Monday, May 30, 2016


In today's Gospel, Jesus enters the city of Sychar in Samaria and sits on Jacob's well.  Weary and thirsty from His journey, when he encounters a woman approaching to draw water, he says to her, "Give me to drink."  As the story unfolds, it becomes clear that this Samaritan Woman is literal and earthly minded.   When she expresses her surprise that Jesus, being a Jew, should make such a request of a woman of Samaria, our Lord responds, "If thou knewest the gift of God, and who it is that sayest to thee, Give me to drink; thou wouldst have asked of Him, and He would have given thee living water." 

Now she is skeptical, idly noting that Jesus has nothing with which to draw up the water.  Then--when He declares that "whoever drinkest of the water that I shall give him shall never thirst," her interest is piqued--and she thinks in very practical terms of how convenient it  would be if she should never again have to trudge her way to the well in order to draw water.  Surely she hears Jesus' words, but she has no comprehension of their depth. 

It is only when He reveals to the woman her marital history (concerning which, by the way, He does not condemn her), does she perceive at last that this is no ordinary man, but some sort of prophet--though even then she does not request those living waters of which He has spoken, but rather changes the subject--attempting to engage our Lord in a theological discussion.  She does not, though, seem to be quite convinced by Jesus' response, replying in effect: "Oh well, never mind: when Messiah comes, he will explain it all."

What then?....   When Jesus declares plainly that He is that long awaited Messiah, suddenly the scales fall away from her eyes and she runs off (not merely saunters away) to bear witness to Christ before her fellow villagers.  She--a mere Samaritan woman and a sinner to boot (for she is living with a man out of wedlock)--is enlightened, perceiving the truth that the Jewish leaders stubbornly denied unto the very end.  Thus she is, according to Orthodox tradition, St. Photini (her name means "light").

But there had to be more at work here than the mere fact that Jesus had told her all things that she ever did (which was, of course, an exaggeration).  Though she was initially confused and skeptical, her humble heart was open and receptive to our Lord's salvific revelation.  Deep down, she had known all along that the happiness and fulfillment she had sought through marriage and material comforts was shallow and ephemeral, and that (as St. Augustine once wrote) "our hearts are ever restless till they find their rest in Thee."  And so it happened that by the grace of God, Jesus' words struck a chord in her soul, lifting her beyond the threshold toward a truly spiritual life (that is, a life permeated by the "living waters" of the Holy Spirit of God).  May we all likewise respond to our Lord's words with an open and contrite heart, freely forsaking all things earthly in exchange for God's gift of eternal life in His heavenly Kingdom.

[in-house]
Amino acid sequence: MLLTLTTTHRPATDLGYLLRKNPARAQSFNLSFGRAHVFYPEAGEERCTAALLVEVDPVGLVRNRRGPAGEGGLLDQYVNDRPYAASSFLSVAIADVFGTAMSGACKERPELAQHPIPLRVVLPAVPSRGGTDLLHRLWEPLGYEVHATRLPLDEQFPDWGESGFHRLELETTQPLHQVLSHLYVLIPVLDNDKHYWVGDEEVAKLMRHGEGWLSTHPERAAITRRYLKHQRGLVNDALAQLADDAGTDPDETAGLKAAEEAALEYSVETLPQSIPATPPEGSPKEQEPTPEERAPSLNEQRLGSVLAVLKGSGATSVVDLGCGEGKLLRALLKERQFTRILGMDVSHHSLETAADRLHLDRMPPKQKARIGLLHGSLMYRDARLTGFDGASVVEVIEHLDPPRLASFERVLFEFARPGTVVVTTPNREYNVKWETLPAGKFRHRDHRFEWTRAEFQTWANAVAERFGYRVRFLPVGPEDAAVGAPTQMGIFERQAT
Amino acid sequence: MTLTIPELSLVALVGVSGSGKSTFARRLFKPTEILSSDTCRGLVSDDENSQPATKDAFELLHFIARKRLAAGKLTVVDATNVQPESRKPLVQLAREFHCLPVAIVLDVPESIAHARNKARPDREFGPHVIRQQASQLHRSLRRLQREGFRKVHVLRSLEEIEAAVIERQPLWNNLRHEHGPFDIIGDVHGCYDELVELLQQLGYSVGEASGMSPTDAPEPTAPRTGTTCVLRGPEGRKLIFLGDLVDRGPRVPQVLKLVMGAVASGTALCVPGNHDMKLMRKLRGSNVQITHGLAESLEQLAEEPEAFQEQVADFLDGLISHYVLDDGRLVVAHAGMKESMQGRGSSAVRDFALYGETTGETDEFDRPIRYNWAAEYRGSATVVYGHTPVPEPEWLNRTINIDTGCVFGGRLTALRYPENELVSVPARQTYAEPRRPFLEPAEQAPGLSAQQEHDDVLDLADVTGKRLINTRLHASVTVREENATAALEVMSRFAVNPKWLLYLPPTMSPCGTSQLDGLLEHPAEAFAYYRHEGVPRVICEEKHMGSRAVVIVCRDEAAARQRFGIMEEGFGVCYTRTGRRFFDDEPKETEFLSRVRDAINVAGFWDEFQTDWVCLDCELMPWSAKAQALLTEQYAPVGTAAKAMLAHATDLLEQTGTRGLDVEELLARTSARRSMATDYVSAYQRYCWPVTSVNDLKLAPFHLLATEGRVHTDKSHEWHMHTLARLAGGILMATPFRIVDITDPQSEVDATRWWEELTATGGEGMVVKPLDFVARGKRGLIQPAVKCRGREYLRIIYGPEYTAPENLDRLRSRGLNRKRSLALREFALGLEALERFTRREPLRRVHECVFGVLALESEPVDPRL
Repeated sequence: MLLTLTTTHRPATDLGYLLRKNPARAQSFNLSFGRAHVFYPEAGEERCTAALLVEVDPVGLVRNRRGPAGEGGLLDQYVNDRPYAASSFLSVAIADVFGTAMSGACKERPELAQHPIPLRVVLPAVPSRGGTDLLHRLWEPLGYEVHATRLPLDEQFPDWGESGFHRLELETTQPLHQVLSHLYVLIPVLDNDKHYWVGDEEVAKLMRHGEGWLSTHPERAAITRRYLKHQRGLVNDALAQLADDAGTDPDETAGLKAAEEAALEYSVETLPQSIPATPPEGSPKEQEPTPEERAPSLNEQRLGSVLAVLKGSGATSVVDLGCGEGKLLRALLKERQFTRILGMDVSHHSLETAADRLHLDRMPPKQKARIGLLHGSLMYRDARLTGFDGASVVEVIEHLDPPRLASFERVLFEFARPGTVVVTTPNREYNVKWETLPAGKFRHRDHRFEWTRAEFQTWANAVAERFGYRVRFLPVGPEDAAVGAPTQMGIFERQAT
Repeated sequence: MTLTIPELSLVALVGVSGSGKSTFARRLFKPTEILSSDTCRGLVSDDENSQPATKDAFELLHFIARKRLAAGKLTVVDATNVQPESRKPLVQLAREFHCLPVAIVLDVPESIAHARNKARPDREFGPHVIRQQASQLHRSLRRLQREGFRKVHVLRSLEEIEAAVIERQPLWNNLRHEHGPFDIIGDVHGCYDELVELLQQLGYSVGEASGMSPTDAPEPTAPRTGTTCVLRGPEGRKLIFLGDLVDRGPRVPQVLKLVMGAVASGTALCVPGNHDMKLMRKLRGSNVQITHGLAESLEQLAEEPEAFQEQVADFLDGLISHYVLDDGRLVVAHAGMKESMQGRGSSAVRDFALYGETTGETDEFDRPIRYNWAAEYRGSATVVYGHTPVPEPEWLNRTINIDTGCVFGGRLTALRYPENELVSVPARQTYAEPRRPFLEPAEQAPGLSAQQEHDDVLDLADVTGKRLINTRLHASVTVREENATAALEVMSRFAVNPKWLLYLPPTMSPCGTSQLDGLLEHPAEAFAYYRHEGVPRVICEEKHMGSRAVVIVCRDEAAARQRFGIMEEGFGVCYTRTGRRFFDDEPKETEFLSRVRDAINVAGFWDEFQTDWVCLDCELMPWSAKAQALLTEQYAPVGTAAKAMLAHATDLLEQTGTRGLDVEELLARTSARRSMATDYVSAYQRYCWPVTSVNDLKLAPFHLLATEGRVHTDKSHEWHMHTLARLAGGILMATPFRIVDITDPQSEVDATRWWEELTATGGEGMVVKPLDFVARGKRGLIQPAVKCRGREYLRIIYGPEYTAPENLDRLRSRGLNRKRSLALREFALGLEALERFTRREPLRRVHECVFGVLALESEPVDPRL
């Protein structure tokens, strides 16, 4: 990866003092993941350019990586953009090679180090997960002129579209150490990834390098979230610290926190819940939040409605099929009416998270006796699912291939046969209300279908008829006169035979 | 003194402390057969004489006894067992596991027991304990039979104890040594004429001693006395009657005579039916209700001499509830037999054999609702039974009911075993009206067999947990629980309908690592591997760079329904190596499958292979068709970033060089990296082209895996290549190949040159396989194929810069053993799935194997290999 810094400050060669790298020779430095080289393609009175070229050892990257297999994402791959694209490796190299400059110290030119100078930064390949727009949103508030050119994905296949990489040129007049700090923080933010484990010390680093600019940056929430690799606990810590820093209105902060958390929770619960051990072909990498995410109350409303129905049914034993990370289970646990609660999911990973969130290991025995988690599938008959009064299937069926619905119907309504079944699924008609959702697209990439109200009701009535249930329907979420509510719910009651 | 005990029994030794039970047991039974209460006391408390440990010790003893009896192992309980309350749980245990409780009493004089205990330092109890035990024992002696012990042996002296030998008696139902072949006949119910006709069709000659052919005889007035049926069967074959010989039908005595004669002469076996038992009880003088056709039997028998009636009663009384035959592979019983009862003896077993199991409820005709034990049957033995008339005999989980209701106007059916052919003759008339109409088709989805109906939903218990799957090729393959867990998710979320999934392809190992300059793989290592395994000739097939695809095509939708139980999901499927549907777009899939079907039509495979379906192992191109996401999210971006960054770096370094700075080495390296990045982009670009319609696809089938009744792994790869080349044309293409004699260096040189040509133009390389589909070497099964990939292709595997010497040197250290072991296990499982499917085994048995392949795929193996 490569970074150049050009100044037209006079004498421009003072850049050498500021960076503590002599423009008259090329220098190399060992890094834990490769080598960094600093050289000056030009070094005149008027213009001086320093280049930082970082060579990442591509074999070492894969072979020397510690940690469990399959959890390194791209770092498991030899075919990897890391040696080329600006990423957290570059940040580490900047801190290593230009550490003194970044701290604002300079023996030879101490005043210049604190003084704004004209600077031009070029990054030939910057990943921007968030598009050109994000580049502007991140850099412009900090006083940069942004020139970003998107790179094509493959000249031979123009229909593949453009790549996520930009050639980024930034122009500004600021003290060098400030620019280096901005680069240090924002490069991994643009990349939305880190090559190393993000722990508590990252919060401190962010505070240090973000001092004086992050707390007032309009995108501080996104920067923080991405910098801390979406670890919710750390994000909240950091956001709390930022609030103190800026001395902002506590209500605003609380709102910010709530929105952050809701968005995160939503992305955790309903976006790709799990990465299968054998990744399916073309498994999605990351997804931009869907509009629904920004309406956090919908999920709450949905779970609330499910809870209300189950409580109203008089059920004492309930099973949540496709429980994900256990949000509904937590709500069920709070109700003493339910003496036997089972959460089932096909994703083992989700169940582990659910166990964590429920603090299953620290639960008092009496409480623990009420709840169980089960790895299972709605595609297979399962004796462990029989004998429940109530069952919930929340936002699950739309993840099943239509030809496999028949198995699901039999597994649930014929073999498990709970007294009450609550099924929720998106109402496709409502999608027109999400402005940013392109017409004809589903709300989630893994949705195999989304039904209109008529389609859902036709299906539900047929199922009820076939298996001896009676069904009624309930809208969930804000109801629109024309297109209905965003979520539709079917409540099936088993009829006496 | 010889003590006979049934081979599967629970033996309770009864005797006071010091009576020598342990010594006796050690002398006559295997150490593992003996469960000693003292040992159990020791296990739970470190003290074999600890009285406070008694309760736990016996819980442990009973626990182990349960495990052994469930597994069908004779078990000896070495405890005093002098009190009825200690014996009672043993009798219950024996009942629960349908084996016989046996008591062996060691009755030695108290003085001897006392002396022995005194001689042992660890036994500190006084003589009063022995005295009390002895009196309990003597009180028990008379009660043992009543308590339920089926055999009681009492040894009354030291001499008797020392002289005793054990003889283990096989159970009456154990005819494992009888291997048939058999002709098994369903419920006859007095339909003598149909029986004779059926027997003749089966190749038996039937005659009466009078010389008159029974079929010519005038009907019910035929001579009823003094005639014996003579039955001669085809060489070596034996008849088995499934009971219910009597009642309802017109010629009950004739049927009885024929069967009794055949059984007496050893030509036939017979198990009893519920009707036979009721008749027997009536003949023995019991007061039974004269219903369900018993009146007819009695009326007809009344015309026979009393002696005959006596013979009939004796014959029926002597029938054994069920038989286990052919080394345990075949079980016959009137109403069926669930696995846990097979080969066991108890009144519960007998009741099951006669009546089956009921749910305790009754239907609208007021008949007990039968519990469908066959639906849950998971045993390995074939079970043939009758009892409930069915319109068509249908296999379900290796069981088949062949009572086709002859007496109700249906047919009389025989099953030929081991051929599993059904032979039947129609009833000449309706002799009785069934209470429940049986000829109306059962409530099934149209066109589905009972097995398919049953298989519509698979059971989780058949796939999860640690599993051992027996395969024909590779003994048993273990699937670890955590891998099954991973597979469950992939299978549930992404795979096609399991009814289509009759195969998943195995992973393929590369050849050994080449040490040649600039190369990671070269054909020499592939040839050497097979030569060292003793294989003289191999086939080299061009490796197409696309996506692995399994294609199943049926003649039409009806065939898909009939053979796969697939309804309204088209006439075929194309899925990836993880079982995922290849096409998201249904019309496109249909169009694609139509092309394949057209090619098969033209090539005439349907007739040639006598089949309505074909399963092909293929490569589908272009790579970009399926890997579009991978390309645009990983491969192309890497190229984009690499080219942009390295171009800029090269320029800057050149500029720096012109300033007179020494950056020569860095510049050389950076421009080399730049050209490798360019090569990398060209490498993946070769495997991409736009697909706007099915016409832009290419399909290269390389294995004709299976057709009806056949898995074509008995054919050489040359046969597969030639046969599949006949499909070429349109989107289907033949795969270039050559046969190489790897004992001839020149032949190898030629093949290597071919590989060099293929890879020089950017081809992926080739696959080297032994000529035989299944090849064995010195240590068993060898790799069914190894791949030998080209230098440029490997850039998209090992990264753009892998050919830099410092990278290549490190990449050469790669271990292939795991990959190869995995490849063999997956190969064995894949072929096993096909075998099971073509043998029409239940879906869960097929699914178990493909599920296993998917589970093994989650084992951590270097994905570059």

Thursday, May 26, 2016


Jesus said to the hypocritical Jewish leaders, "Judge not according to the appearance, but judge righteous judgment."  It is common nowadays to be admonished that as Christians, we should not judge.  Of course, on the level of personal morality, this is true... we must first remove the plank from our own eye before attempting to remove the speck from our neighbor's.  Yet surely the Church Fathers did pass judgment upon the heretics--anathematizing them until they should repent of their false and pernicious doctrine.